The first of yesterday's dances over at The Velvet Thorn was bunny-themed and Miss Eve was going to be the DJ. Given that I was progressing okay on the couple of small projects I've got going at the moment I thought I'd make a point of going.

The choice of outfit was fairly easy. I decided I'd do a sort of latex bondage bunny thing by taking the Z&A Bunny Hood and swapping out the textures for black latex, throwing on a latex catsuit and adding a pair of MD mittens to the mix. However, something was missing. I felt it needed something extra, something a little more silly.

And then, while making dinner, it came to me. When I got back to my desk I did a quick little build and...

That, of course, wasn't the only photo I took. You can see all the photos from the dance over on my imgur.


Calculate LOD switching distances

During the process of getting to the bottom of yesterday's bizarre mesh problem I got to see a really handy script in action. It dumped massive amounts of information about the mesh object it was dropped into (most of it went right over my head -- there's still a lot I need to learn about how mesh works and reacts in-world and in the viewer). One handy bit of information it gave was the distances at which the different LOD switches would happen.

I like to think I have a fairly good feel for how the different LODs for a mesh should look, and indeed when I can even leave them out. In some situations I will leave out the lowest and low LODs if I feel that they'll never be seen (although I've noticed that the lowest can often be seen very close when an object first comes into view, or first comes back into view after being hidden by another object, or looked away from; but that's a different story). This can, of course, save a ton of land impact. So normally I just mesh away, upload, make sure my viewer's RenderVolumeLODFactor is set to no more than 2 and then cam around and away like crazy and see how the object reacts and looks. This has generally served me well.

Fact is though, as is detailed in Beq's article in this issue of Prim Perfect, there's an actual calculation that can be done to know exactly what the distances are. That's just too handy and some hard numbers will always trump a vague feel. So, given that, I took what's given on the Wiki and wrote the following script to give the bare minimum information.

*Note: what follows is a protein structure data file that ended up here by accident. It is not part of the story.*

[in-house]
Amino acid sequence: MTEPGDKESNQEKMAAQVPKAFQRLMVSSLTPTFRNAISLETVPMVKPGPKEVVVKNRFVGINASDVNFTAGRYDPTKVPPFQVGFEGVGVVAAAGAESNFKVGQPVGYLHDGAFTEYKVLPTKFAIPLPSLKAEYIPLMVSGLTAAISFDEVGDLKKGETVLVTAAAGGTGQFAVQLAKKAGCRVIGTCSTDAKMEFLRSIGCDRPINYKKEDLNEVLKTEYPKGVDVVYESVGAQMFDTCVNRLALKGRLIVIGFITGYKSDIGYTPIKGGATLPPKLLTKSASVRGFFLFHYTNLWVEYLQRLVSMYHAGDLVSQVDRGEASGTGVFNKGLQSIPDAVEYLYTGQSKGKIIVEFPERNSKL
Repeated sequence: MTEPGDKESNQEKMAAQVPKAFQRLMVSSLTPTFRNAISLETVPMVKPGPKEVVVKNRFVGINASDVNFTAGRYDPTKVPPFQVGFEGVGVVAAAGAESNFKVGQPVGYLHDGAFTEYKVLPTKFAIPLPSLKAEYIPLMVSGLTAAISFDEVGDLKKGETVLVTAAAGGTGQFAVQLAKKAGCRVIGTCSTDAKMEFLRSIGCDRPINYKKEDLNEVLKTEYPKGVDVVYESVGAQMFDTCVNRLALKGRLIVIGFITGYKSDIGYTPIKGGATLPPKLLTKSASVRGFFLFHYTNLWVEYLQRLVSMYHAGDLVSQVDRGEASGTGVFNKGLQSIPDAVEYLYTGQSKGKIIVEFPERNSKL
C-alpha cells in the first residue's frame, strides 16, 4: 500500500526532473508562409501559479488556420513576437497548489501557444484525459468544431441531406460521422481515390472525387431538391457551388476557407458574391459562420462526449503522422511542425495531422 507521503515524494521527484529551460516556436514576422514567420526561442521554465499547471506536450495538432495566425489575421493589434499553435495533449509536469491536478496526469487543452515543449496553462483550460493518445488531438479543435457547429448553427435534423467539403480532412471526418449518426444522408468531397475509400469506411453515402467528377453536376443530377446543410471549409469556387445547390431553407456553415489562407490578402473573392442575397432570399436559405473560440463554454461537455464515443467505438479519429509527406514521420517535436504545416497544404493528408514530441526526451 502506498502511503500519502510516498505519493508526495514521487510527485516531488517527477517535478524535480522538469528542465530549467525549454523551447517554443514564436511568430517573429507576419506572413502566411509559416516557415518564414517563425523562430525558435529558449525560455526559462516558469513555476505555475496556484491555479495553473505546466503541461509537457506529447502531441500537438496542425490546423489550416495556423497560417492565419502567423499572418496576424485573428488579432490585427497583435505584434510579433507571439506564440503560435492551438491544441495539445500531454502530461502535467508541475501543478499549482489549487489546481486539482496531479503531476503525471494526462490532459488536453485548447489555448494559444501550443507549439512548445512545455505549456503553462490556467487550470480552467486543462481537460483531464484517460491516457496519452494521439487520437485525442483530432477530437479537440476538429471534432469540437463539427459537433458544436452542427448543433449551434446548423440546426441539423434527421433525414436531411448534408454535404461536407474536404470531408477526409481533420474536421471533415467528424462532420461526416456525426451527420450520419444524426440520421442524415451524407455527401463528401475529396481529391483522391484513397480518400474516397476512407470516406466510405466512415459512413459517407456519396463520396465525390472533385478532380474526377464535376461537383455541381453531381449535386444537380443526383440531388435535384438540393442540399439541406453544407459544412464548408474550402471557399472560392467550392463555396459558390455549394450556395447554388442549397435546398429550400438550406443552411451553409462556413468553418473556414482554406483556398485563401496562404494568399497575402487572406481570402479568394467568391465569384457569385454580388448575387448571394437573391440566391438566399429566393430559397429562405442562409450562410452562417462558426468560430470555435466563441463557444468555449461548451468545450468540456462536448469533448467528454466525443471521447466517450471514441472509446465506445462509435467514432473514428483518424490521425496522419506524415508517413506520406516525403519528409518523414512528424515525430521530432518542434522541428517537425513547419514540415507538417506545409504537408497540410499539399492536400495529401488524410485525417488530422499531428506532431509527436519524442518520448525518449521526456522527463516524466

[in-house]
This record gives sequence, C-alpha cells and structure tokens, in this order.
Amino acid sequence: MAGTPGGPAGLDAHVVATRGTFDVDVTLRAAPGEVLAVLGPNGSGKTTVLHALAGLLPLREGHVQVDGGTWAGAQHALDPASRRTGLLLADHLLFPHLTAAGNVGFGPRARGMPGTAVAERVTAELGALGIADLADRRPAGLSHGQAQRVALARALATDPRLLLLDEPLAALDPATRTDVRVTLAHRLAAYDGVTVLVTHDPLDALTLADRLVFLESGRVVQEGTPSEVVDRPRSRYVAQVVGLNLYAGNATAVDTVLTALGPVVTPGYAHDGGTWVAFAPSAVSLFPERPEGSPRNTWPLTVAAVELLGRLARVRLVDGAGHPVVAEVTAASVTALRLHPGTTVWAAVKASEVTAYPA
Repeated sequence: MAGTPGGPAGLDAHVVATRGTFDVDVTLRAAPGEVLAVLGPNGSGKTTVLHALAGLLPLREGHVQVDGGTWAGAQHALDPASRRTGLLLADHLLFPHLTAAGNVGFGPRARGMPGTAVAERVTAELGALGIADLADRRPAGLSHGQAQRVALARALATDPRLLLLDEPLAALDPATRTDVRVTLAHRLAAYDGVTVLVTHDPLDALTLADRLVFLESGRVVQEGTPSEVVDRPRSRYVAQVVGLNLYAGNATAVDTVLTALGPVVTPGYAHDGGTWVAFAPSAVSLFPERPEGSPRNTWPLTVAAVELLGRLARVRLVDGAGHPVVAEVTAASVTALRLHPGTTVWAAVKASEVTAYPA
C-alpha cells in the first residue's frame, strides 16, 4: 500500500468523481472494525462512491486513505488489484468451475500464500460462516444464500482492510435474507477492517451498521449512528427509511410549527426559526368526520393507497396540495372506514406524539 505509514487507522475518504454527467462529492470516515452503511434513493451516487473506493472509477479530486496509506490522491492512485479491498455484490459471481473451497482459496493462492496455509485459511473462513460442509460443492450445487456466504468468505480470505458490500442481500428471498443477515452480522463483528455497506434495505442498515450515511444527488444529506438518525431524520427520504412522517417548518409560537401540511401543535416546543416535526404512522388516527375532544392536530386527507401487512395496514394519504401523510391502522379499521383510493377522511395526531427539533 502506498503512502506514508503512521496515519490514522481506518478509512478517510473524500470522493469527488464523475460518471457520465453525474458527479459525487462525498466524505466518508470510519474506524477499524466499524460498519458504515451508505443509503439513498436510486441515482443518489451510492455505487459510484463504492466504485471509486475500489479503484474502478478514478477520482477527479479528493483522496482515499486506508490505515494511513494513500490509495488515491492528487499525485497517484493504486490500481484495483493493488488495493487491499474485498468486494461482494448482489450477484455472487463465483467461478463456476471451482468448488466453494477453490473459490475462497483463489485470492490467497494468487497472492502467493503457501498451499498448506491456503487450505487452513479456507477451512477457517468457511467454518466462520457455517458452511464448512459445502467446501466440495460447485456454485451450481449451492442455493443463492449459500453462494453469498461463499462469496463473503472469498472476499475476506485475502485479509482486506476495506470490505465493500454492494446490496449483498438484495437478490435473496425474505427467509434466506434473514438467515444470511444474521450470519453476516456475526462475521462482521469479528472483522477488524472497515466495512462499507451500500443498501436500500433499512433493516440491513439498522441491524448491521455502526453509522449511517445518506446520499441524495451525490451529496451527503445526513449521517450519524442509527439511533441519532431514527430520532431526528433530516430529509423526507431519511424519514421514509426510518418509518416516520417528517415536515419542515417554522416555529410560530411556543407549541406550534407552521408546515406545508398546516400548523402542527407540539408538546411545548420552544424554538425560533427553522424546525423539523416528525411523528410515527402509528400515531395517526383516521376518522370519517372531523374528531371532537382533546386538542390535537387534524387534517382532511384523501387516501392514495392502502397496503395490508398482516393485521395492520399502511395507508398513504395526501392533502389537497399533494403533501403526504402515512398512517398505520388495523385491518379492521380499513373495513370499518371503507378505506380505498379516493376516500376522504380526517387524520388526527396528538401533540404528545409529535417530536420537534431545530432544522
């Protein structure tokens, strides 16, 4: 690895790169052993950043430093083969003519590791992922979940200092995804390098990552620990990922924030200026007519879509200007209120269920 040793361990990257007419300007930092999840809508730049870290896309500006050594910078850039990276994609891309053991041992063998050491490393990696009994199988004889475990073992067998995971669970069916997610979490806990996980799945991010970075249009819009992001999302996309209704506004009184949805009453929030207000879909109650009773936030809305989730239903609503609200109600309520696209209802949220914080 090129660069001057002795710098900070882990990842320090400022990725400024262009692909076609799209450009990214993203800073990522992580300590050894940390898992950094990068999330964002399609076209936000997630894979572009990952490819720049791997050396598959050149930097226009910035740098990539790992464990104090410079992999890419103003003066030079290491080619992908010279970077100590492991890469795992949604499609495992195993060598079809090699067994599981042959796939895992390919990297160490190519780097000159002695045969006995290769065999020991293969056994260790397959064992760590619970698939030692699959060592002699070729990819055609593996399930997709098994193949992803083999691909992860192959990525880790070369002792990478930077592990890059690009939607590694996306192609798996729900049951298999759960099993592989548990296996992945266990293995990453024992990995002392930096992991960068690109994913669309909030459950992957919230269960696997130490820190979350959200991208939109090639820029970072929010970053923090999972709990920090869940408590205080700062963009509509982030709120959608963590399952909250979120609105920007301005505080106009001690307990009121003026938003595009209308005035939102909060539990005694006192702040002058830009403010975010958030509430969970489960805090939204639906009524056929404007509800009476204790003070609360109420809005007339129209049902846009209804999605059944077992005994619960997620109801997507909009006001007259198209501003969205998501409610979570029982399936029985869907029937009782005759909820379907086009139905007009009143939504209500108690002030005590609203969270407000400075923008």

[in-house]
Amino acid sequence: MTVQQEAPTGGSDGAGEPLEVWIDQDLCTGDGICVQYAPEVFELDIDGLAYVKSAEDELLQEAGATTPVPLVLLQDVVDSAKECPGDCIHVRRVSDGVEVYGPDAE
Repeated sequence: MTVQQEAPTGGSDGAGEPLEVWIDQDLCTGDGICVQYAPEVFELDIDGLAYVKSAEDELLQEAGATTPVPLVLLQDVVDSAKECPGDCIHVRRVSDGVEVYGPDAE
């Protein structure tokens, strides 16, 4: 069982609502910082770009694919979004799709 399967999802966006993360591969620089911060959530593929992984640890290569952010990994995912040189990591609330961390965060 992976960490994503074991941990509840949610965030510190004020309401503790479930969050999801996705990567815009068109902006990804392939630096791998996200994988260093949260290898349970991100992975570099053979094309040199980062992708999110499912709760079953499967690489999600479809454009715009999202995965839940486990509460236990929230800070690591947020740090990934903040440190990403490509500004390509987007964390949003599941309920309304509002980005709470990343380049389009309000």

Hopefully that's useful to someone else too.


A solved confusing mesh issue

I finally have an answer to the confusing mesh issue that was bugging me earlier today (and has been troubling and confusing me most of my evening too). After I wrote the issue up Beq Janus was kind enough to pop over to my workshop and have a look at it with me. She helped eliminate a number of possible causes (all of which I'd not thought about) and she also helped me better understand the interplay of bounding box scale and LOD levels. Sadly though we just couldn't get to the bottom of the problem.

Eventually, later on, while trying a few things, I got desperate and copied the "problem" linkset and set it all so it only had a single texture. I meshed it and uploaded the result and the resulting mesh behaved as I'd expect it should! I could place the two mesh, side by side, and watch the 4-face one collapse far too quickly while the 1-face one would collapse at the rate I expected. Both were very different rates.

At this point Beq started asking around various groups, one of which was the Sweet Meshes group (the group that supports Mesh Studio). One of the ideas we were entertaining at this point was that it was a problem with Mesh Studio itself.

Turns out this was the best place to ask as this reply came though:

[13:51] Rey (chinrey): Sorry, just noticed the discussion here. Somebody's got problems with LOD of a 4 face mesh?
[13:51] Rey (chinrey): If so, that's an old, well documented bug
[13:52] Rey (chinrey): What happens is that the size along the z axis is ignored when the switch points between the LOD models are calculated

That was it! That was exactly what I was seeing! Given the description of the bug it seemed like there were two workarounds available:

[13:54] Antony Fairport: So if I throw a couple more faces into it that I don't need it should fix it?
[13:54] Antony Fairport: or....
[13:54] Antony Fairport: If I turn the build on its side and mesh it?
[13:54] Rey (chinrey): Yes, those are the two solutions